Why do it?
Painting with water is outdoor messy play without any hassles.
It’s a refreshing activity for hot weather.
It’s also an opportunity to notice and talk about what happens to the water (it disappears as it evaporates).
It can be a soothing activity for both a frazzled toddler and their parents.
How to do it
You need water in a container, preferably one with a handle so it can be easily carried, and a brush (art brush or little paint brush) or a small sponge works too.
If you need to, show your child how to paint with water and notice how the appearance of some things changes when wet.
It’s OK to paint the path, fence, house and toys — it’s only water!
Using more te reo Māori
|Te reo Māori||English|
|Taiapa taiapa Wall, fence, paddock, field, enclosure - any fenced off area Maori | Noun||Fence|
|Ara ara Way, path, lane, passageway, track, course, route Maori | Noun||Path|
|Whare whare House, building, residence, dwelling, shed, hut, habitation Maori | Noun||House|
|Peita peita Paint Maori | Noun||Paint|
|Wai wai Water, juice, liquid Maori | Noun||Water|
|Paraihe paraihe Brush Maori | Noun||Brush|
|Hautai hautai Sponge Maori | Noun||Sponge|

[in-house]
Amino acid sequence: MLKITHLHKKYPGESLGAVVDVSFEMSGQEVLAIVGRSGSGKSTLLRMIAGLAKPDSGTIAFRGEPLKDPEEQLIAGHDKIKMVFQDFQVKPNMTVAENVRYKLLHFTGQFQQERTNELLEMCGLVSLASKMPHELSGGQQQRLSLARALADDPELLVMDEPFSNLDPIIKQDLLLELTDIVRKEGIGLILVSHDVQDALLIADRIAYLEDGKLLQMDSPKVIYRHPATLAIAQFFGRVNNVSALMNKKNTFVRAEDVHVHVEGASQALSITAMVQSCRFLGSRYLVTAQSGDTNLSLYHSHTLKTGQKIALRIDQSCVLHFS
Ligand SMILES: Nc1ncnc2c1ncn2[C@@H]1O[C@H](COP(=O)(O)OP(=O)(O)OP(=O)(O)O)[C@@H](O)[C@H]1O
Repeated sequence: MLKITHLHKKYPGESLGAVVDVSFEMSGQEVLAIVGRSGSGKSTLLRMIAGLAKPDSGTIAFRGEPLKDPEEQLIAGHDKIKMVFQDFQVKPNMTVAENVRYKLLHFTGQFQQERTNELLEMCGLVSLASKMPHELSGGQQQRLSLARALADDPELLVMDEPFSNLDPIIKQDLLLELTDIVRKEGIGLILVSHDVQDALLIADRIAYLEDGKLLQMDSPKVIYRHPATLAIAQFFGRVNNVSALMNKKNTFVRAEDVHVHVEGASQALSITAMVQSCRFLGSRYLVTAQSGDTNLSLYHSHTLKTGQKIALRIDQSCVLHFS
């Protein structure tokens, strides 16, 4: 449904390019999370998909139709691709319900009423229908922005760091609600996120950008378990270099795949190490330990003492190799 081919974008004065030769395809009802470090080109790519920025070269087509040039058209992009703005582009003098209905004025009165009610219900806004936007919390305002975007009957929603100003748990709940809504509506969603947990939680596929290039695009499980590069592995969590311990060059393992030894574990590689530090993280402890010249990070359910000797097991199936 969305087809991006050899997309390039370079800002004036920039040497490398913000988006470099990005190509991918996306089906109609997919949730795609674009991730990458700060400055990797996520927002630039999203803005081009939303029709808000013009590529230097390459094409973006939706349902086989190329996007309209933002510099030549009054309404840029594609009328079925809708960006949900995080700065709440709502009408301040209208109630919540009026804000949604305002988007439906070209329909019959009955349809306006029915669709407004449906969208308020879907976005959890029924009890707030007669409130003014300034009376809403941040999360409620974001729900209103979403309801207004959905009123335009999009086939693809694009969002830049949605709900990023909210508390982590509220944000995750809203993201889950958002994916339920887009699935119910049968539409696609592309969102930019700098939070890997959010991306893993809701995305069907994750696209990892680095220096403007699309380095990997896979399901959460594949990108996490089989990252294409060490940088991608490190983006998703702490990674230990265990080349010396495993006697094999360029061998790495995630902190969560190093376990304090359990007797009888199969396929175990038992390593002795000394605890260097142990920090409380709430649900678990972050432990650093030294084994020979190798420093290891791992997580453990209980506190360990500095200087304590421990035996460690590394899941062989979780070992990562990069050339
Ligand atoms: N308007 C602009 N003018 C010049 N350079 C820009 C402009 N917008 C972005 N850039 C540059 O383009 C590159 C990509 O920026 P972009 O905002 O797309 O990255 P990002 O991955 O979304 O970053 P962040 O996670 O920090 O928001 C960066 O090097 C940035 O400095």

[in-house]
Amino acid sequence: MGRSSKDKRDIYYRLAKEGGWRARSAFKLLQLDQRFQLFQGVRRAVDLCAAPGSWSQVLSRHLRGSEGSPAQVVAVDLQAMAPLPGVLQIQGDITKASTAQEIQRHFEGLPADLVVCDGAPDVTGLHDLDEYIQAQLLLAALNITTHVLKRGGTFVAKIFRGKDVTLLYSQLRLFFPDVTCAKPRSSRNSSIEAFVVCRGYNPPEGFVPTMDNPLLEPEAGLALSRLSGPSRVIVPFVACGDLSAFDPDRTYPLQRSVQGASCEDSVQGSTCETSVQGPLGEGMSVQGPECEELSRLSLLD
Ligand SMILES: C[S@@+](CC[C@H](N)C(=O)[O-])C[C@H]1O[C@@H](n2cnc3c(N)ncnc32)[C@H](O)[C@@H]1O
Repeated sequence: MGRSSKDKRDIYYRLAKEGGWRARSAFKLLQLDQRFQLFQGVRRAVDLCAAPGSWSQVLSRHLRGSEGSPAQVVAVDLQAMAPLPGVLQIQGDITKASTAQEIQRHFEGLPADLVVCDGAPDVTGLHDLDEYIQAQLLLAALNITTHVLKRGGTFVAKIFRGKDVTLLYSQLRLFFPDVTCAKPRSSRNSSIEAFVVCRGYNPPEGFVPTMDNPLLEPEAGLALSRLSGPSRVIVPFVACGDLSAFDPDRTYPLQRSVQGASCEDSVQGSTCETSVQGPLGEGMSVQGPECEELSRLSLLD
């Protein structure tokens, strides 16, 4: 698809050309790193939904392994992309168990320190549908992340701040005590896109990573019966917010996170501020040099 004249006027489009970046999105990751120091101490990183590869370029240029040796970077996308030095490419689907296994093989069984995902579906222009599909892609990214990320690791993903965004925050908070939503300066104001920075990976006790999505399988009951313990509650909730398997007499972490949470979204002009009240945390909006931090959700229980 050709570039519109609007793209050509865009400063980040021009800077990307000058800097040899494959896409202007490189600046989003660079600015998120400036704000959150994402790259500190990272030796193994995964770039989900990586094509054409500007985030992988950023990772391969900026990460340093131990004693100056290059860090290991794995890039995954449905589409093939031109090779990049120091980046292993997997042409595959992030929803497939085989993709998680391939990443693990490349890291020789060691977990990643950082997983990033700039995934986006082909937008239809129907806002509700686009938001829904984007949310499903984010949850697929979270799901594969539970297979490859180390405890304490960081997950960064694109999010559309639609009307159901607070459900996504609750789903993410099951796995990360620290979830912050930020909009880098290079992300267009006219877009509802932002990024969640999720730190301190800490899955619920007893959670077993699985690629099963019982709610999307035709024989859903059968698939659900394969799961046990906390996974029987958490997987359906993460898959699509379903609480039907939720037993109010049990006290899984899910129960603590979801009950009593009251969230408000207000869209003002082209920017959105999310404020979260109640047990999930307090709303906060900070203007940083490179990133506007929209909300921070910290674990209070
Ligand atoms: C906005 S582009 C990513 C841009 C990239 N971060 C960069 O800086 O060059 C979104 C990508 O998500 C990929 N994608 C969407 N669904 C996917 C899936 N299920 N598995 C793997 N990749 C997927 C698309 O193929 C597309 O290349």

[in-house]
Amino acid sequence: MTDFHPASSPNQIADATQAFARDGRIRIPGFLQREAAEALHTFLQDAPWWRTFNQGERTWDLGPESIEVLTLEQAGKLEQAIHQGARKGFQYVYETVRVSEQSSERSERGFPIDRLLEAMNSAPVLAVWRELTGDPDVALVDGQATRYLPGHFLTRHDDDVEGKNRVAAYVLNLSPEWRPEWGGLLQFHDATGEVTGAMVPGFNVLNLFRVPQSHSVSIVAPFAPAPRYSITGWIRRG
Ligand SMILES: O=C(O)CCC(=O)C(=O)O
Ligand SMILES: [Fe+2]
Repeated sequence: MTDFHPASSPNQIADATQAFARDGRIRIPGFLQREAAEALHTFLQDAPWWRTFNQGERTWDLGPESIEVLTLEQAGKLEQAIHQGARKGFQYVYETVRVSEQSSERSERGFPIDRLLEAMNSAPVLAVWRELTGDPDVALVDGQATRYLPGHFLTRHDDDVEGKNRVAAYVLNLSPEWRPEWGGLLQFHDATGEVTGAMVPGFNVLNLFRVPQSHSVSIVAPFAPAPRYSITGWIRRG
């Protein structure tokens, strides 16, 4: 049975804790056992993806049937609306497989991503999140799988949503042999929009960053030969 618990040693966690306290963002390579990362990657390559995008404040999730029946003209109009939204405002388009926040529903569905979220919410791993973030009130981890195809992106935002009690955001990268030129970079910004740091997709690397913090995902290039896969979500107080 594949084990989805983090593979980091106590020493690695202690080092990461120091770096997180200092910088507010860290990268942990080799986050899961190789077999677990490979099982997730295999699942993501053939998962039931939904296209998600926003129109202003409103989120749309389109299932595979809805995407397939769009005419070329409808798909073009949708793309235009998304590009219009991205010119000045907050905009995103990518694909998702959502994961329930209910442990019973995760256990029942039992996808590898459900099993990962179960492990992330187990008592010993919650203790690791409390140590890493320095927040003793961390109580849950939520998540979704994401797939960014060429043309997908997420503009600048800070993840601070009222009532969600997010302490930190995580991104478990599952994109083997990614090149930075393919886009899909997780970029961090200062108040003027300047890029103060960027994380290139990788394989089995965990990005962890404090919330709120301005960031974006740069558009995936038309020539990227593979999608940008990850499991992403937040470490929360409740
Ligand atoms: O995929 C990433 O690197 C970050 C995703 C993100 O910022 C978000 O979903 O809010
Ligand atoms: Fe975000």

|Pākete pākete Bucket Maori | Noun||Bucket|
|Ipu ipu Container Maori | Noun||Container|
|Tōmiti tōmiti To dry up, evaporate Maori | Verb||To evaporate, dry up|
|Māku māku Wet, moist, damp, soggy Maori | Modifier||Wet|
|Raumaroke raumaroke To be dry Maori | Intransitive verb||To dry|
|Tāora tāora Towel Maori | Noun||Towel|
|Patapata patapata To drip, drop (as of rain) Maori | Verb||Drip|
|Riringi riringi To pour, pour out, pour in Maori | Verb||Pour|
|Uwhiuwhi uwhiuwhi To sprinkle, spray Maori | Verb||Sprinkle|
|Pātai pātai To ask, question, enquire, cross-examine, provoke, challenge Maori | Verb||Question|
|He aha kei roto i te pākete?||What's in the bucket?|
|Pōrutu pōrutu To splash the surface of the water (with the hands) Maori | Verb||Splashing|
|Nōku te wā||My turn|
|Nōu te wā||Your turn|
|Me titiro||Have a look|
|He makariri tēnei wai||This water is cold|